Chintan Girish Modi
Valerie teaches English to 8th, 9th, and 10th graders. When she accepted the job, she was to teach only the 8th and the 9th. Six months down the road, her colleague who taught the 10th graders English and history resigned. Valerie was asked to take on the additional workload till the management appointed a new teacher. She had no choice in the matter. After a month, she approached the head of her department to check when the new teacher would join. “You are doing a great job. The students love you. It would be difficult for them to adjust to a new teacher this year. Why don’t you continue? You’re perfect for this class,” she was told.
Riaz teaches art. He works with three classes of students from middle school. There is another art teacher for the other three classes. Riaz prefers to get the students to explore paper, clay, jute, and other materials the students are interested in. The other teacher works differently. He comes to class, assigns a topic on the blackboard, and asks the students to draw something with that topic in mind. Last week, Riaz was invited to the principal’s office for a conversation. “I see you are doing a lot of interesting things in your art class but it is taking up a lot of time. I know you are a very good writer as well. Why don’t you help with the school magazine? Perhaps you could plan your art classes differently in the next month. Give them a topic, and ask them to draw, just like your colleague does, and you can work on the magazine on your laptop while you supervise them.” He cannot bear the thought of doing an art class like that. He cannot refuse the magazine work either, because he joined the school only a year ago, and does not want to risk his chances of the contract being renewed.
Tara teaches mathematics and physics to grades 7 and 8. She is brilliant at her work. She has been made in charge of the school’s upcoming science exhibition which will host exhibits from 20 different schools in the city. She is also the head of the Annual Day Committee, and Special Advisor to the Principal for recruitment of new teachers. Apart from this, she is expected to mentor the B.Ed trainees who come to the school for the practice teaching component of their study programme. Due to all these responsibilities, she has not managed to complete assessing the students’ exam papers. Two days from now, the results need to be announced. She has no choice but to take the papers home. She is suffering from severe stress. The school management has refused to lessen her workload or give her an assistant. Her family is upset with her because she has been bringing work home.
Zubair teaches economics to grades 11 and 12. The Human Resource Development head of his school has enrolled him for a three-day Professional Development workshop, which will be held in the school premises after work hours. Zubair has a one-month old child, and he wants to be home to look after the baby. “Your wife can do that,” he is told. “You do not want to lose out on that workshop. It will add to your resume. The school is paying for it. You cannot opt out,” is the response he gets after he tries to protest. He is upset, and so is his wife. If he does not attend the workshop, he will have to pay back the school.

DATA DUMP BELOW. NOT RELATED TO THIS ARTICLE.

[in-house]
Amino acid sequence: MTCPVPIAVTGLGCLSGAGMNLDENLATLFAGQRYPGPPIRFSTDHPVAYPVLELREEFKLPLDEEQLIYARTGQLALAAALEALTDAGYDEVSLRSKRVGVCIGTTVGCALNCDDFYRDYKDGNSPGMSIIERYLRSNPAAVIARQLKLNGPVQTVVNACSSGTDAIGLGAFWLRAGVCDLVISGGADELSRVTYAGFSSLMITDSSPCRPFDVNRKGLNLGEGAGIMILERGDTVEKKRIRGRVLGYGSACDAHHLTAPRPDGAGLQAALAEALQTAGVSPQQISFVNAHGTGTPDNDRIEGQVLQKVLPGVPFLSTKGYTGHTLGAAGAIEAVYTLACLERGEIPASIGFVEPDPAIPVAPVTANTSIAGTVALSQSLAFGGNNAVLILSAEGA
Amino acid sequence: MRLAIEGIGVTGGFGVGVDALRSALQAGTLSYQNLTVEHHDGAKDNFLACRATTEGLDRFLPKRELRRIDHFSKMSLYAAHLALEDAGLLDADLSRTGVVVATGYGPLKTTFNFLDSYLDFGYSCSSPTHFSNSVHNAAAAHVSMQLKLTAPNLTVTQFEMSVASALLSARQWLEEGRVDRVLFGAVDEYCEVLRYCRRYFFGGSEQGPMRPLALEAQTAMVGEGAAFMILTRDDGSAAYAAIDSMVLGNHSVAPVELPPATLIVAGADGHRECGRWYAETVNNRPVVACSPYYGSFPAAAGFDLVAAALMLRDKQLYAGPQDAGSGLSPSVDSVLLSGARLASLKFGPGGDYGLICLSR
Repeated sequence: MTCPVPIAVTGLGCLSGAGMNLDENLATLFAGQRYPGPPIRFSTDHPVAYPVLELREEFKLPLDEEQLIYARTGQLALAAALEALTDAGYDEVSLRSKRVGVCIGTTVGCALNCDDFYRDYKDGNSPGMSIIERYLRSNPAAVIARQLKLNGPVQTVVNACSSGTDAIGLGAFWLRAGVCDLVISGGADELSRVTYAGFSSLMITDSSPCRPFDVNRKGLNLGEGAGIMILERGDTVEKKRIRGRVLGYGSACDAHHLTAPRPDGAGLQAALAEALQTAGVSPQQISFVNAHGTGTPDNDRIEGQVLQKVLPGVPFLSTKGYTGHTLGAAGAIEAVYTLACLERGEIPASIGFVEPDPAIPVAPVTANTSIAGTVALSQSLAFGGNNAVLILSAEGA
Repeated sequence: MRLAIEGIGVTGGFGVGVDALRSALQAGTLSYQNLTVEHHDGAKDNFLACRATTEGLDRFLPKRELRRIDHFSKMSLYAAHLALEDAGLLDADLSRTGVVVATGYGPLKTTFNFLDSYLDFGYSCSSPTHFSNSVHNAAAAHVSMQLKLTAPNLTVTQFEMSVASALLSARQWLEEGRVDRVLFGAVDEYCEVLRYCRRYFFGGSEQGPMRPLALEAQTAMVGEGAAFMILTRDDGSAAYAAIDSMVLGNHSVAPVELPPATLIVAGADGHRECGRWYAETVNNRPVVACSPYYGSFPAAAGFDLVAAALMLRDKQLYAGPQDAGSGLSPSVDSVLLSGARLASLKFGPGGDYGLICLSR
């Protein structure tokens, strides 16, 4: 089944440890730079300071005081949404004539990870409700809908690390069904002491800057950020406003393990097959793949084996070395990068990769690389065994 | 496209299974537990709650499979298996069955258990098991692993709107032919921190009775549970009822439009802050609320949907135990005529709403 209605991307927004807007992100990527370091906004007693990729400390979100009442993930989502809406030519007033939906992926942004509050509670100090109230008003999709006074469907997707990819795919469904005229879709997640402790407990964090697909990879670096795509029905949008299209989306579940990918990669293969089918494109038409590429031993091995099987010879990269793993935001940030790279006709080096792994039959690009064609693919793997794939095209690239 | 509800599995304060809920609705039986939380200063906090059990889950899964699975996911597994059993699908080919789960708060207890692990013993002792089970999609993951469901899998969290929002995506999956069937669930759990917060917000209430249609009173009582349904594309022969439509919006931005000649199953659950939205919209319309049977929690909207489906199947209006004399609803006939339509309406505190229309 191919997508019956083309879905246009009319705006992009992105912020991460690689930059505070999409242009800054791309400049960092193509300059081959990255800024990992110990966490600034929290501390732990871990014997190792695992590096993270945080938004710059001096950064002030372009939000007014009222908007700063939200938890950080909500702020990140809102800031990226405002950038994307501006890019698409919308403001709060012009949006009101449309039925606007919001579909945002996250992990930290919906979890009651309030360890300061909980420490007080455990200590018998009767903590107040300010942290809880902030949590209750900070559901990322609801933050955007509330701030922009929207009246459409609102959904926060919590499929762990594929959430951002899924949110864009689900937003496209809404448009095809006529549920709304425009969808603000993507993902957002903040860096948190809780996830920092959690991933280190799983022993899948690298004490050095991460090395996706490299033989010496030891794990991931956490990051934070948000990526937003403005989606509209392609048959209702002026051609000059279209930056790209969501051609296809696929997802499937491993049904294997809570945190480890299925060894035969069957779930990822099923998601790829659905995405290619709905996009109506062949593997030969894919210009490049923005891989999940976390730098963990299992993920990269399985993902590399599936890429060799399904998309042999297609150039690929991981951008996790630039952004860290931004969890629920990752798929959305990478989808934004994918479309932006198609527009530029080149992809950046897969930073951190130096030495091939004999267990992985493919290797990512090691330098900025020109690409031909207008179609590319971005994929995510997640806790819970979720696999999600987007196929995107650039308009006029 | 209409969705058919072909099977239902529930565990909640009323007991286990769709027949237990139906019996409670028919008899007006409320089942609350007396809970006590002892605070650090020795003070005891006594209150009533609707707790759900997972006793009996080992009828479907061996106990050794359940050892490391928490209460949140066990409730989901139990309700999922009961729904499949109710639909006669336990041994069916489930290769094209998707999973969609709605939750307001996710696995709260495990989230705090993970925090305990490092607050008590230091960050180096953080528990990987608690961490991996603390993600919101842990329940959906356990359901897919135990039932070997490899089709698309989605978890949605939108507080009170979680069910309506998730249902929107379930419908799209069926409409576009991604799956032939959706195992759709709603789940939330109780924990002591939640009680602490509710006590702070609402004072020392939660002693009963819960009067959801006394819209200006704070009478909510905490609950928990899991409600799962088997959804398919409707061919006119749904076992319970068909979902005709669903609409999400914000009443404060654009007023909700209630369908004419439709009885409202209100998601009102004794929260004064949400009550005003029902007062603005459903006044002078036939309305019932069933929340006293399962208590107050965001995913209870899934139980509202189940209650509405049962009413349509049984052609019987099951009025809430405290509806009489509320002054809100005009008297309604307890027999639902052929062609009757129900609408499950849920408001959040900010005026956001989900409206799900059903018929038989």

The four scenarios mentioned above are fictional. Yes, the names too. However, they will seem all too familiar to a large number of school teachers in India. Being a school teacher is not just about teaching but about being prepared to execute a never-ending number of tasks without complaint, and there are few avenues for them within the official spaces of school to articulate what this pressure is doing to their minds, bodies and overall well-being. They are expected to be caring on call, even if they have not had the time or opportunity to nurture themselves. How unfair, isn’t it?
What I find absolutely atrocious is the enthusiasm with which school heads are keen to invest in smart boards and shiny new equipment but are unwilling to hike their teachers’ salaries. The to-do list keeps growing and teachers are expected to accommodate every demand, without any extra payment for extra hours of work. Why? Because teachers are supposed to be in a noble profession, and it is considered wrong to think in terms of money. They are told that passion is what they must work for, not money. Of course, nobody tells them who will pay the bills. No wonder a lot of teachers who would have been teaching in schools decide to offer their talent and expertise at private coaching classes. Meanwhile, school teachers continue to suffer, without any opportunity to negotiate their pay or workload.
Is there any hope? Yes, there is, if teachers get together, express their needs, and campaign for their rights. To be a teacher is a challenging job, and anyone who does not realize that should try it out for a day. It takes a lot out of a person — emotionally, intellectually, physically. If we wish to improve the learning environments in our schools, we need to look after our teachers. They need to feel that they are not cogs in a wheel, that what they do matters. That, they matter.
The author has an M.Phil., in English Language Education. He has worked with private and municipal schools in Mumbai. He is currently offering workshops exploring connections betweeneducation, arts and peace building.He can be reached at email@example.com.
The Uncounted tasks of a teacher
The reality of overburdened pedagogues
One teacher, too many roles